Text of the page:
China showcases its growing 'Jiqiren' power
27 November 2015
A Beijing exhibition showcased scores of ''Jiqiren" or "machine people", which are the Chinese vision of robots, capable of engaging with real people in all kinds of human skills. At the World Robot Conference, a man was seen practicing tai-chi in harmony with a motorised arm, while vehicles with automated turrets sat besides karaoke machines that served drinks
The Jiqiren push is supported at the highest levels of government. The effort of the organisers was hailed by president Xi Jinping. The industry finds an important mention in the draft version of the country's new five-year plan, the policy document that outlines the thrust of national economic development.
China had already emerged as the leading market for industrial robots, accounting for a quarter of global sales, according to the International Federation of Robotics.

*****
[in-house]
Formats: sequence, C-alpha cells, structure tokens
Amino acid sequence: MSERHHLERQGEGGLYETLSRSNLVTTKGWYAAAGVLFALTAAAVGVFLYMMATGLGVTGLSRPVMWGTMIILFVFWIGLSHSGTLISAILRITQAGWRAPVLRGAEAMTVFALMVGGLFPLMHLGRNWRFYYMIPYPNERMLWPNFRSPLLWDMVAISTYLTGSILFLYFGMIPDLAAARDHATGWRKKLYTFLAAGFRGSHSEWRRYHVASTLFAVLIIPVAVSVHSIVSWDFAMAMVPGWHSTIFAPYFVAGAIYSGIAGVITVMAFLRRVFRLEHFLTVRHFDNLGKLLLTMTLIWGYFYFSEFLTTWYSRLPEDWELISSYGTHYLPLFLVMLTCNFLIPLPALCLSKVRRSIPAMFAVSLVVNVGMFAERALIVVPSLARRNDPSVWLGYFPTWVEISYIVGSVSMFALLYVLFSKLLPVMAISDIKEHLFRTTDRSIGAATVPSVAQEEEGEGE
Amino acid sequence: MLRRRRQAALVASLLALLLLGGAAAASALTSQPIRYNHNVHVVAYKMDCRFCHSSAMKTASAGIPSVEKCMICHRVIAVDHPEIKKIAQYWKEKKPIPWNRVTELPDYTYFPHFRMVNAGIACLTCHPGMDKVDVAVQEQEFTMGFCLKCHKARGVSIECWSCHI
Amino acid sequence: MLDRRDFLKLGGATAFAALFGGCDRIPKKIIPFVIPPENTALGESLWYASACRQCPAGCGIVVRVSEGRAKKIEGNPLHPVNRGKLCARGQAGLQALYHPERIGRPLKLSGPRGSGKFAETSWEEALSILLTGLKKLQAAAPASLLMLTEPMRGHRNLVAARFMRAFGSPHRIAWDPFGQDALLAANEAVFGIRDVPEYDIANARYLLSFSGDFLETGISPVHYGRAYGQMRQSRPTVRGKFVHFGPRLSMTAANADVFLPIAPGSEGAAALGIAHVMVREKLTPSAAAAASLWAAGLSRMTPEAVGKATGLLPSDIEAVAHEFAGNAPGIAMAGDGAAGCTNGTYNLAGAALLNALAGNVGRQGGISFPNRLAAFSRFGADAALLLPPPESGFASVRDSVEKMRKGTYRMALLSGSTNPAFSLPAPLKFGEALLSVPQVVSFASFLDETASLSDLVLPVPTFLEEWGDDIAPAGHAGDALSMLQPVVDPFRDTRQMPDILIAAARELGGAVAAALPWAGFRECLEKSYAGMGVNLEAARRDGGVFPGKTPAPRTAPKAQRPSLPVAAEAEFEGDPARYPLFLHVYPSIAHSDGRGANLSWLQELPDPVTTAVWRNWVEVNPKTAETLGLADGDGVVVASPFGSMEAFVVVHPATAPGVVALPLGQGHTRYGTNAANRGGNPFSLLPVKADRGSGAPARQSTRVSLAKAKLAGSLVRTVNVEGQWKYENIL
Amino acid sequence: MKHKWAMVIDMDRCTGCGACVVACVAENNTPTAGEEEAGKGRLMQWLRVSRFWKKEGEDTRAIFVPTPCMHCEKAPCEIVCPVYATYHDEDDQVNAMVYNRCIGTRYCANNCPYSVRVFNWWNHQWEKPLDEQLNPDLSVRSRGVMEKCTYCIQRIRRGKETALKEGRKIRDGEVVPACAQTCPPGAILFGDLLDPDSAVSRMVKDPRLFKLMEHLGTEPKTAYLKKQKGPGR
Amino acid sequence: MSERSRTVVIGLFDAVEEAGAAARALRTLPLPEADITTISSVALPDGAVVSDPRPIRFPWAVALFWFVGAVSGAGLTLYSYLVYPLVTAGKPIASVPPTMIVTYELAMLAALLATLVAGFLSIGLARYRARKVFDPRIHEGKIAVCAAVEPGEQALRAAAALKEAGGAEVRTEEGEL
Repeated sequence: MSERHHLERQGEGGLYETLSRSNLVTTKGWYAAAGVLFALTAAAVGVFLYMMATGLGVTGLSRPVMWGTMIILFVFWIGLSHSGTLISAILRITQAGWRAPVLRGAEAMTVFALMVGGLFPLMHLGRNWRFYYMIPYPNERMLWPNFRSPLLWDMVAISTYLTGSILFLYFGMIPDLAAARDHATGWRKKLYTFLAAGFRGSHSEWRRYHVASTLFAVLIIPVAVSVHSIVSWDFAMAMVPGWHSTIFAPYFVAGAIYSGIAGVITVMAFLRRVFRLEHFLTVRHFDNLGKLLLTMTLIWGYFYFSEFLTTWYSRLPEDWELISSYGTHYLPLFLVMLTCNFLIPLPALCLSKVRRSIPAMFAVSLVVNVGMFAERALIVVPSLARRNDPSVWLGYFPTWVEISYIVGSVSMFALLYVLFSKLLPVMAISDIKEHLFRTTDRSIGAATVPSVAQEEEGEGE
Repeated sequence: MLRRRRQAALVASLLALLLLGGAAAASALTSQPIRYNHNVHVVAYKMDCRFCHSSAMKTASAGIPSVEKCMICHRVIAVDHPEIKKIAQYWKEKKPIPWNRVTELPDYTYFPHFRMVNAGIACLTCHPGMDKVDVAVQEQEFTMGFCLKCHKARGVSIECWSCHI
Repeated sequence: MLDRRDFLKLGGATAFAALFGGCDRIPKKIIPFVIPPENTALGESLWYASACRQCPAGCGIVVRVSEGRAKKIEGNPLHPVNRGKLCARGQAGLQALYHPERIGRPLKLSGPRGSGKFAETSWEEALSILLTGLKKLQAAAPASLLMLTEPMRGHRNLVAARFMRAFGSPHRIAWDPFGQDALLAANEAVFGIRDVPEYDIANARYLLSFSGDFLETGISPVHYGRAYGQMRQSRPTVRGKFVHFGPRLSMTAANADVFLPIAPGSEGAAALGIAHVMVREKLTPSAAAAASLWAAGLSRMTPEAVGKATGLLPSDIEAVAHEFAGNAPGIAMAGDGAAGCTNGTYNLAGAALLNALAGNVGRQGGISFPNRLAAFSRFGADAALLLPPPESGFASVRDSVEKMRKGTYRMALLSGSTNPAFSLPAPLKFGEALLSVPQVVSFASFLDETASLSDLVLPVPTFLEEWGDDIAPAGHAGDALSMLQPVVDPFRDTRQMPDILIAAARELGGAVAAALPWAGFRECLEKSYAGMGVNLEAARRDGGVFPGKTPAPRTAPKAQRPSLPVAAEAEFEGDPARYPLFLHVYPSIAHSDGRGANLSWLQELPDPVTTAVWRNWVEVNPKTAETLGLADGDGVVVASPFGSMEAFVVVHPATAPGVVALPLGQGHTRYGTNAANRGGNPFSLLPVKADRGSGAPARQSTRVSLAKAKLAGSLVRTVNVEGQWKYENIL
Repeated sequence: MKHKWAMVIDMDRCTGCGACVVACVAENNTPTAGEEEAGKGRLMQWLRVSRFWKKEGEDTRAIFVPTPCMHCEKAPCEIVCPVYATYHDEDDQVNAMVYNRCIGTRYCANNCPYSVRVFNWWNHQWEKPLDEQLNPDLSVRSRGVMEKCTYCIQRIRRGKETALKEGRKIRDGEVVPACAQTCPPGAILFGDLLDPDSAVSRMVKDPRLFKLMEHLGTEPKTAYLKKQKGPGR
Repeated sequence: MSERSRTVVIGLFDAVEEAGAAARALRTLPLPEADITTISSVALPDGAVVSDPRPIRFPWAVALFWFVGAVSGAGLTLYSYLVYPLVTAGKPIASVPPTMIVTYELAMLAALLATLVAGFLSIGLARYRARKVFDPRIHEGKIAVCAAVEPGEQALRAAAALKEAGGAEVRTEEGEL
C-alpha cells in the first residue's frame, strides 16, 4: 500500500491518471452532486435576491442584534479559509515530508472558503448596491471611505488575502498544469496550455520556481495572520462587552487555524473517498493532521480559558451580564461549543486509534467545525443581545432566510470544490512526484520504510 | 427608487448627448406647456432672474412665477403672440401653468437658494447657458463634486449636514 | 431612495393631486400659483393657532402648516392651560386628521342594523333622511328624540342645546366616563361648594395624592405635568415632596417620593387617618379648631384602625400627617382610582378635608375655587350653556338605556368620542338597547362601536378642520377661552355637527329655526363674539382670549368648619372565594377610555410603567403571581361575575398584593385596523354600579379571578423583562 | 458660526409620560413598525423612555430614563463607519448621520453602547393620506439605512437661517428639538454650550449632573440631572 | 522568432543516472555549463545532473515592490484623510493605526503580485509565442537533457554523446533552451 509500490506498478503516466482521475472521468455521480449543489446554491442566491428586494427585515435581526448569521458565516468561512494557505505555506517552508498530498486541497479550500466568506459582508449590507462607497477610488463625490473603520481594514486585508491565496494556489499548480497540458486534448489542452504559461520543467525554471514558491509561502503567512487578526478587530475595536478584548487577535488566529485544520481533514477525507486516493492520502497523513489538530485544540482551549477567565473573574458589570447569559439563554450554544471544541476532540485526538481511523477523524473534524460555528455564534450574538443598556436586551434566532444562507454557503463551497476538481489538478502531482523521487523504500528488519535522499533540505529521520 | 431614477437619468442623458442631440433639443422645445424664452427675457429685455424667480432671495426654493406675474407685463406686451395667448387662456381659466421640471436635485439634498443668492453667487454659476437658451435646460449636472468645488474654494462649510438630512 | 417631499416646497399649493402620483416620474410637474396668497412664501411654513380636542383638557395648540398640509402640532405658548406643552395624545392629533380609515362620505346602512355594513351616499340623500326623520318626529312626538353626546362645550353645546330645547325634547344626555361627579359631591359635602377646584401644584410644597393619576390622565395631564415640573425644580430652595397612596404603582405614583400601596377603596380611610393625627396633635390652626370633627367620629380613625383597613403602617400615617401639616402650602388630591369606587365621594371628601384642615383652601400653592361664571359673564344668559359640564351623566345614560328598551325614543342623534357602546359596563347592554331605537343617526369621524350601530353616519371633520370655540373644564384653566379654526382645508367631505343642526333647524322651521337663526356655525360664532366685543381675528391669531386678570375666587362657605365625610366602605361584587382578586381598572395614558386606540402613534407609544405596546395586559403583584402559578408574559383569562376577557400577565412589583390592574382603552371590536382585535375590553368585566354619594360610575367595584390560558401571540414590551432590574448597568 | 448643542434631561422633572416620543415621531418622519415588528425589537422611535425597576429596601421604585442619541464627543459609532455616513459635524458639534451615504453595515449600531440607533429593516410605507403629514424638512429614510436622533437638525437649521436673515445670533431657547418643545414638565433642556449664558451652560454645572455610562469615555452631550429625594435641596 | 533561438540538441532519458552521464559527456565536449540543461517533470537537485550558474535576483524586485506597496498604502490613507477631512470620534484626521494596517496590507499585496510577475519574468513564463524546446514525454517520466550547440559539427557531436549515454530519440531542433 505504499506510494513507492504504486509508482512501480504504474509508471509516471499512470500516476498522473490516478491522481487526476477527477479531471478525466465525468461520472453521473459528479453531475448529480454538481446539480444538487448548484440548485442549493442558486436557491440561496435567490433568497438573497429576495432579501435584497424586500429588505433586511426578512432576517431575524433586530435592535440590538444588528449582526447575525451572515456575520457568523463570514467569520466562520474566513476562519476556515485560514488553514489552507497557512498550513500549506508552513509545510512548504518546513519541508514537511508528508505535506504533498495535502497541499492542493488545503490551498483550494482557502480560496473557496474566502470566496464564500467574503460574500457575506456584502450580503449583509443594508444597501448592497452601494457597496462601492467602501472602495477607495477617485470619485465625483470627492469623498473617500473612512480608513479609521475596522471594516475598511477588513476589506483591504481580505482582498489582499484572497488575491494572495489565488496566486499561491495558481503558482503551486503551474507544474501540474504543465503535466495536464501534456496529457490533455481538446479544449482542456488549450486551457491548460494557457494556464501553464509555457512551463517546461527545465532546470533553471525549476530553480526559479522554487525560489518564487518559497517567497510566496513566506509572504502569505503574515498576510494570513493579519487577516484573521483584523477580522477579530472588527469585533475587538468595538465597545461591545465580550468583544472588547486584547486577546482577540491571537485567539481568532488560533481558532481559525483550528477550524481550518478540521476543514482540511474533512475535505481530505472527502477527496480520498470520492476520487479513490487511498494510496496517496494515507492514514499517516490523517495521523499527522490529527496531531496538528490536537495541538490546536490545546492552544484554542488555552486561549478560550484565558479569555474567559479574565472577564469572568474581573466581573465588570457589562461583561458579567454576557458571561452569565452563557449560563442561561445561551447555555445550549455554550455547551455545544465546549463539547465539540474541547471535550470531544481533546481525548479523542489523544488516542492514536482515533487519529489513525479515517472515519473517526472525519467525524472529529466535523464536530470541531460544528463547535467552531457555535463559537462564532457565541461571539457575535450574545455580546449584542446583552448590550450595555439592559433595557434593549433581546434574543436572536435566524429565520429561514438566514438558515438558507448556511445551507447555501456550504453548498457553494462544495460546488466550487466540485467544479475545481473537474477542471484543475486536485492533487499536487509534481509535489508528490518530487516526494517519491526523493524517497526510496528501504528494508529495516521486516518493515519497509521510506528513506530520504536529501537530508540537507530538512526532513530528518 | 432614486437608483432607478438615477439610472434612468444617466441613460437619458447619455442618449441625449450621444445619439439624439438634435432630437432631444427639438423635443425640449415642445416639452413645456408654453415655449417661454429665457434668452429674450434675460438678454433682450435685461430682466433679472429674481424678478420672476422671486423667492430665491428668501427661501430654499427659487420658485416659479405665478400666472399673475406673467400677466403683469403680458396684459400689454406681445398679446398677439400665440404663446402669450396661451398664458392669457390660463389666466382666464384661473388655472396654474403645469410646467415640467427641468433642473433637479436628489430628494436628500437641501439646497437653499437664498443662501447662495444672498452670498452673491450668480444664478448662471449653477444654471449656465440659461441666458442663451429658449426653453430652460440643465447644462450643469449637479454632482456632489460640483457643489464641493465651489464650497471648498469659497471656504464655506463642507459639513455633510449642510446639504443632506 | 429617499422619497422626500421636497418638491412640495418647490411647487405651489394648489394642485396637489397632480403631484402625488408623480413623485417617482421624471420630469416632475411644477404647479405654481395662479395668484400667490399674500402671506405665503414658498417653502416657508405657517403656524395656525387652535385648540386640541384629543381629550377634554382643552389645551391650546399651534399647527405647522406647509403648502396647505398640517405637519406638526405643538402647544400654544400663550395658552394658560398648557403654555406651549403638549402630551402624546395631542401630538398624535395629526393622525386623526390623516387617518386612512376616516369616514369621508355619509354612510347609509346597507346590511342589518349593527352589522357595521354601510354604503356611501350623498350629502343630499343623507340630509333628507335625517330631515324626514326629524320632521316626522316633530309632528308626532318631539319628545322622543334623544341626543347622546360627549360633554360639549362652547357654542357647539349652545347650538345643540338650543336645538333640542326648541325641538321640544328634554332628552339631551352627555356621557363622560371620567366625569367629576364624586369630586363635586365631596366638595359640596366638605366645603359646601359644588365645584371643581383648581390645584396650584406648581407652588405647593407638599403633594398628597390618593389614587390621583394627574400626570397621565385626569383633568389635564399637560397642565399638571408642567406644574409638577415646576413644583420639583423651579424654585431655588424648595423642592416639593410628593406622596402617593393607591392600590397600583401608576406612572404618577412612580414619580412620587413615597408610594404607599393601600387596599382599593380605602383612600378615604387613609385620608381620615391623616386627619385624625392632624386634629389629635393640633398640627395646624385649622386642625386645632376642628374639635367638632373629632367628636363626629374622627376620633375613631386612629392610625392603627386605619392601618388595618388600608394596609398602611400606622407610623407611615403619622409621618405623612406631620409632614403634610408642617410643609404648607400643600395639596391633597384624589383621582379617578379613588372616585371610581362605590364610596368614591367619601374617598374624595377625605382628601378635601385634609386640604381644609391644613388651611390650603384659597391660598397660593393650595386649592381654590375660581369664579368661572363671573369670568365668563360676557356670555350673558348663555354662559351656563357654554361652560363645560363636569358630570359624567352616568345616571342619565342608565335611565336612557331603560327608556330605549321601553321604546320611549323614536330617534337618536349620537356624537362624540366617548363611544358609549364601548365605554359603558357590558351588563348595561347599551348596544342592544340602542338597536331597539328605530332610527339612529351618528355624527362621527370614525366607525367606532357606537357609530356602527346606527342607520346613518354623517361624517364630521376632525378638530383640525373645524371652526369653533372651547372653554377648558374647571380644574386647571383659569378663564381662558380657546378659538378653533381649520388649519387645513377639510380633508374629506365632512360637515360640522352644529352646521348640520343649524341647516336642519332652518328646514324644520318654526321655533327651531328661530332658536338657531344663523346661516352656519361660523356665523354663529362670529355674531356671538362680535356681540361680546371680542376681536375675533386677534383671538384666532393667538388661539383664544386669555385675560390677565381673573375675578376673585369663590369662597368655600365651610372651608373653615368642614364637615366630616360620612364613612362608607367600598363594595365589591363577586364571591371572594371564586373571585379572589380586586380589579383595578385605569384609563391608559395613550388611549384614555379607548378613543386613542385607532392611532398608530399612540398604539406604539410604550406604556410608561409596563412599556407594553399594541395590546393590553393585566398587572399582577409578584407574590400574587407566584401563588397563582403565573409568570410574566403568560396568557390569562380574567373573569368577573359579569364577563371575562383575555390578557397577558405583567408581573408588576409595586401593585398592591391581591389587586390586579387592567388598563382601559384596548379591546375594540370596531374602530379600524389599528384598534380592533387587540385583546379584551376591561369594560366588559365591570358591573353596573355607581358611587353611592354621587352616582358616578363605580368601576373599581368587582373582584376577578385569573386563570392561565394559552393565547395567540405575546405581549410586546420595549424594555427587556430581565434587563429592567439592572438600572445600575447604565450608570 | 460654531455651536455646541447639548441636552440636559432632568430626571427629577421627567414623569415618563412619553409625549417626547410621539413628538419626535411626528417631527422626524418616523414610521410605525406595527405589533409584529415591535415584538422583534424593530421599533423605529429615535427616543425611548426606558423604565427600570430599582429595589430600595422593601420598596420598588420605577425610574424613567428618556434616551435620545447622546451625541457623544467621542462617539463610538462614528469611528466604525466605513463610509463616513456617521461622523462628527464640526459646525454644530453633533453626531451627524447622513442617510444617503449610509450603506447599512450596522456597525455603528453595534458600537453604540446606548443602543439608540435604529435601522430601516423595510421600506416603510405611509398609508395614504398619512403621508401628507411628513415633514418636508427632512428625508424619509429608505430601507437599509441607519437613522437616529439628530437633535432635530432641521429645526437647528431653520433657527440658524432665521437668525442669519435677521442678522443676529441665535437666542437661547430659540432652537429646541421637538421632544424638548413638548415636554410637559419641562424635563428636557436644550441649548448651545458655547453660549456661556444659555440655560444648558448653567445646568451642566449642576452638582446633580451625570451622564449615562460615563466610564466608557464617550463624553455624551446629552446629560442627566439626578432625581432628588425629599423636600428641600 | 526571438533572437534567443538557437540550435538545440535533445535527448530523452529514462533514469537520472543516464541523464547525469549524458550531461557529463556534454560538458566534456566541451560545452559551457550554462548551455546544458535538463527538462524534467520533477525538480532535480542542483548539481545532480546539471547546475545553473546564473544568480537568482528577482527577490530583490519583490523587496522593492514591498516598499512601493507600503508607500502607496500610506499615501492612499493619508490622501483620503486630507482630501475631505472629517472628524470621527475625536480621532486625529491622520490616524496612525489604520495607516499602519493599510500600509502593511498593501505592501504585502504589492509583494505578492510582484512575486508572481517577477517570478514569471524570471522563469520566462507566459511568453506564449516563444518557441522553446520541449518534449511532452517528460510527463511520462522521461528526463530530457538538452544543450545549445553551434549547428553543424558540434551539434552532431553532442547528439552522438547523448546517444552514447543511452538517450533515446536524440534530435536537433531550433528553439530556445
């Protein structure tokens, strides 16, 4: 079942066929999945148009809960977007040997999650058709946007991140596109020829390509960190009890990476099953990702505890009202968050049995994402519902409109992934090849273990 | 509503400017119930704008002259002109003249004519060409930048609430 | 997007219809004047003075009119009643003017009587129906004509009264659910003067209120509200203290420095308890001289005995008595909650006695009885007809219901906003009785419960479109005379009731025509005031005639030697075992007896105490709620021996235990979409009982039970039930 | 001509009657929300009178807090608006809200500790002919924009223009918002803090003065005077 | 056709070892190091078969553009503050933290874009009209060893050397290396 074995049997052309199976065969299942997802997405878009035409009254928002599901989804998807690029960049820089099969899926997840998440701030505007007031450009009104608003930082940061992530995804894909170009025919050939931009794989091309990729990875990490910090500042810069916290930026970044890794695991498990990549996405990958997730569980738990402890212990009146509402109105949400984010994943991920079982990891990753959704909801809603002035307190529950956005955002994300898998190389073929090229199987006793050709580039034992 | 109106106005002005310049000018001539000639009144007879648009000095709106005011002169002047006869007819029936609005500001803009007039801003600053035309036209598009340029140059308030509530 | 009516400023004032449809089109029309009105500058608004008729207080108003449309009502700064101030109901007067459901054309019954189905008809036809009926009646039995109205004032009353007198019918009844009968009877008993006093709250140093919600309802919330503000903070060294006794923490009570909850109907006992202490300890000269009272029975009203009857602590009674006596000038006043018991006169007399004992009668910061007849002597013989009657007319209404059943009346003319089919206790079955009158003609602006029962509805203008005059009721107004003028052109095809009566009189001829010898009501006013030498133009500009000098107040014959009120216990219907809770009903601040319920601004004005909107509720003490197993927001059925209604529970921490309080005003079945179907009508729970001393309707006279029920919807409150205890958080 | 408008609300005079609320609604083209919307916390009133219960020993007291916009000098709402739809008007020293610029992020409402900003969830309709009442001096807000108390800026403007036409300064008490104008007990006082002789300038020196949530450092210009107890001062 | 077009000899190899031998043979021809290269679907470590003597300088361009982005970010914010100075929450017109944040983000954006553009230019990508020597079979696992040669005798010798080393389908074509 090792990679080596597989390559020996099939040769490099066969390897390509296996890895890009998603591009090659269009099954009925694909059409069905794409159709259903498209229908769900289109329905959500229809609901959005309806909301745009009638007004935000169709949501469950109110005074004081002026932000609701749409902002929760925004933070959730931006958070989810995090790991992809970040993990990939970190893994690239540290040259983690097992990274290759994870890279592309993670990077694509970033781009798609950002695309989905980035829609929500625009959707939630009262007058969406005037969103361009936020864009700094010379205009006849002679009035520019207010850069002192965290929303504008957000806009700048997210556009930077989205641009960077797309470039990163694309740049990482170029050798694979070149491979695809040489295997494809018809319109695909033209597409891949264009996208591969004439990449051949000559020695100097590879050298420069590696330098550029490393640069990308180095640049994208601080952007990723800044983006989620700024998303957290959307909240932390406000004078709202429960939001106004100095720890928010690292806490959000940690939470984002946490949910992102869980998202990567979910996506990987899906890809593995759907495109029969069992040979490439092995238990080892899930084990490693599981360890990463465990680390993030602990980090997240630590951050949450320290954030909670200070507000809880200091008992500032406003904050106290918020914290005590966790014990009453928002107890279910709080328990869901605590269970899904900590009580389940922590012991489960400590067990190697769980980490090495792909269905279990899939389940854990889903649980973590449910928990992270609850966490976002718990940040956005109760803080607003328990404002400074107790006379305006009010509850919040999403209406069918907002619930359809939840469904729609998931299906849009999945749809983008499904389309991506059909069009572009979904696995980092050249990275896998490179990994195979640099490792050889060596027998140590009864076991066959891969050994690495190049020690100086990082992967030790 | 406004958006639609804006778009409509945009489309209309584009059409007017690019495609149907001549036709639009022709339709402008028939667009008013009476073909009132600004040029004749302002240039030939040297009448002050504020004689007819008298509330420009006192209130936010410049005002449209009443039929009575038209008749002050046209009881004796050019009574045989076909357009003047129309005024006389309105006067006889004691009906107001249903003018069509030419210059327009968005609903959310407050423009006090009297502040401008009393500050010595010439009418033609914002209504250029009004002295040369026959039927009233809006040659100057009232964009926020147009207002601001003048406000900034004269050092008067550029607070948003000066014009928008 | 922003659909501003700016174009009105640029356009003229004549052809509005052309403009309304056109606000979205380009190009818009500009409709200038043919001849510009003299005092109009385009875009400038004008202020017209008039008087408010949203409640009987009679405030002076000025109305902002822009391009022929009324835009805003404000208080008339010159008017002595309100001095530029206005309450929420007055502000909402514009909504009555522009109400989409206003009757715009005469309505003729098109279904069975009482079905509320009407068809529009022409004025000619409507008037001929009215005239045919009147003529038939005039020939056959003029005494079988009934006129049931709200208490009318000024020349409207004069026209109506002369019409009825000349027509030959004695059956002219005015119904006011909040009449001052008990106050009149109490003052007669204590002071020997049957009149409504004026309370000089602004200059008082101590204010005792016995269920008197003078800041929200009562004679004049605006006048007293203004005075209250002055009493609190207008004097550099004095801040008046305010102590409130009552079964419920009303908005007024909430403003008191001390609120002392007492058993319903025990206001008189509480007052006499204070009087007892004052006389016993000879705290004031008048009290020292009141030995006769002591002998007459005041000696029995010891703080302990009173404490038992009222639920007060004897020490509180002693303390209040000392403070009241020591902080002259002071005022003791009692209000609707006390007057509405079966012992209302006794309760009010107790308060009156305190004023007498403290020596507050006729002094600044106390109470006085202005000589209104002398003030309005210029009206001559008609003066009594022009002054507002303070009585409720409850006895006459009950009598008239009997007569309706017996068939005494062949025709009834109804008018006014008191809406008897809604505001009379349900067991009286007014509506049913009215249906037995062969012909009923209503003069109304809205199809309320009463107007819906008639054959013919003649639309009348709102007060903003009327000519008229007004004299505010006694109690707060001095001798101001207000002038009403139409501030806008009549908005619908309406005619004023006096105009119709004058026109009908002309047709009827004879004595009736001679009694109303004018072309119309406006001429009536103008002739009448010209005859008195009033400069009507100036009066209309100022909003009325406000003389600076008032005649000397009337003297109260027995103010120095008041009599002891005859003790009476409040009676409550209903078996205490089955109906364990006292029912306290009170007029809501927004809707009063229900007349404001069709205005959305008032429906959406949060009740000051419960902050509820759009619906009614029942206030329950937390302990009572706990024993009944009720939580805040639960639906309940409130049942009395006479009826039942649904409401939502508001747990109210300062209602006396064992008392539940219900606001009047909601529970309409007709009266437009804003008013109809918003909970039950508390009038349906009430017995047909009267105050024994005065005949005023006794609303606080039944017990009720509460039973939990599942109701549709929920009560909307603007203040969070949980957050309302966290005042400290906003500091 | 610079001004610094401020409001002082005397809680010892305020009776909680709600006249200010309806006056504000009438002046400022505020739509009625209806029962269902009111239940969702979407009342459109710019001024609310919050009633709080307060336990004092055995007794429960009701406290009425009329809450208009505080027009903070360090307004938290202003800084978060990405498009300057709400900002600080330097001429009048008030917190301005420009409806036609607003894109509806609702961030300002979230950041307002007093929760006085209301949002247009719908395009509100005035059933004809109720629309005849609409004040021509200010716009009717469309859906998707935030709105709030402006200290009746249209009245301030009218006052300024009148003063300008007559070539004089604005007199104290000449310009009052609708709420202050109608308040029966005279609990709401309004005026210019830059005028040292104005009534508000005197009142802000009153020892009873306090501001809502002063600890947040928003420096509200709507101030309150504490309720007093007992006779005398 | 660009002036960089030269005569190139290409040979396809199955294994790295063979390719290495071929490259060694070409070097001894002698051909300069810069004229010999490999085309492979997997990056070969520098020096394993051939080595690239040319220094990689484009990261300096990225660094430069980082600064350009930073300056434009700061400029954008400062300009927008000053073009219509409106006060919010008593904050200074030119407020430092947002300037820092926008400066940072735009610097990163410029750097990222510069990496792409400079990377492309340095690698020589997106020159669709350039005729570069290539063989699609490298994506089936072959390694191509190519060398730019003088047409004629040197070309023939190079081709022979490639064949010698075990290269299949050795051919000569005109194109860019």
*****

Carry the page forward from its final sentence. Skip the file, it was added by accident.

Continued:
However, according to executives at a conference, the real market opportunity lay in service robots for homes and offices in the country.
"There are now less than 100,000 robots in Chinese families, not including vacuum cleaners," said Liu Xuenan, chief executive officer of Canbot, AFP reported.
According to Yu Kai, the head of Horizon Robotics, China's automated helpers would perform all kinds of tasks from building cars to driving them. He said "each person might have 10 robots" - nearly 14 billion potential tin men at current population levels.
Meanwhile, ''Armed attack'' robots that carried grenade launchers had been unveiled in China as the latest line of defence in the fight against ''global terror'', according to state media.
Xinhua news agency said the toy-sized attacker was one of a trio of new ''anti-terror'' machines. The report did not specify measures that aimed to prevent the machines ending up in wrong hands.
''The toy-sized robots can coordinate with each other on the battlefield,'' said the report, following their unveiling at the 2015 World Robot Conference in Beijing.
The first model called a ''reconnaissance'' robot, is designed to detect poisonous gases, dangerous chemicals and explosives before communicating the findings back to the base.
In the event of the reconnaissance robot detecting a simple bomb as the source of danger, the second robot model - a small explosive ordnance disposal (EOD) machine - would be deployed to diffuse it.